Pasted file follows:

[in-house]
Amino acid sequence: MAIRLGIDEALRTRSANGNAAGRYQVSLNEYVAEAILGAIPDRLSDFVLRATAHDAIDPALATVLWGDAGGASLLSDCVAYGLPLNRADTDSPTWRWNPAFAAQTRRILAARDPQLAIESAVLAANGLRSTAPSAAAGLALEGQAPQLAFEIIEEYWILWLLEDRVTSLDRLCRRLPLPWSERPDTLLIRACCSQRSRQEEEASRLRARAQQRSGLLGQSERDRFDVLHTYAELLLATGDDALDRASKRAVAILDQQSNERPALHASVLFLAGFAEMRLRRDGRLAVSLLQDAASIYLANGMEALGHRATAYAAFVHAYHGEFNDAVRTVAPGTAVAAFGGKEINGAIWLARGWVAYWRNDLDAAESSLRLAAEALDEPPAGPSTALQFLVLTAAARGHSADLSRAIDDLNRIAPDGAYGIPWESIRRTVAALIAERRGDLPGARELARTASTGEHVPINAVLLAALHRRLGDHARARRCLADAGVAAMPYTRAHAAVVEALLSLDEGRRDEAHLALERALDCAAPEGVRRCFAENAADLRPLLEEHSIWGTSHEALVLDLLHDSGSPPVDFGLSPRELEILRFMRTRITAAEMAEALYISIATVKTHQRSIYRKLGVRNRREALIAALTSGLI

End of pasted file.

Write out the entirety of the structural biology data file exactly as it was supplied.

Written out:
[in-house]
Amino acid sequence: MAIRLGIDEALRTRSANGNAAGRYQVSLNEYVAEAILGAIPDRLSDFVLRATAHDAIDPALATVLWGDAGGASLLSDCVAYGLPLNRADTDSPTWRWNPAFAAQTRRILAARDPQLAIESAVLAANGLRSTAPSAAAGLALEGQAPQLAFEIIEEYWILWLLEDRVTSLDRLCRRLPLPWSERPDTLLIRACCSQRSRQEEEASRLRARAQQRSGLLGQSERDRFDVLHTYAELLLATGDDALDRASKRAVAILDQQSNERPALHASVLFLAGFAEMRLRRDGRLAVSLLQDAASIYLANGMEALGHRATAYAAFVHAYHGEFNDAVRTVAPGTAVAAFGGKEINGAIWLARGWVAYWRNDLDAAESSLRLAAEALDEPPAGPSTALQFLVLTAAARGHSADLSRAIDDLNRIAPDGAYGIPWESIRRTVAALIAERRGDLPGARELARTASTGEHVPINAVLLAALHRRLGDHARARRCLADAGVAAMPYTRAHAAVVEALLSLDEGRRDEAHLALERALDCAAPEGVRRCFAENAADLRPLLEEHSIWGTSHEALVLDLLHDSGSPPVDFGLSPRELEILRFMRTRITAAEMAEALYISIATVKTHQRSIYRKLGVRNRREALIAALTSGLI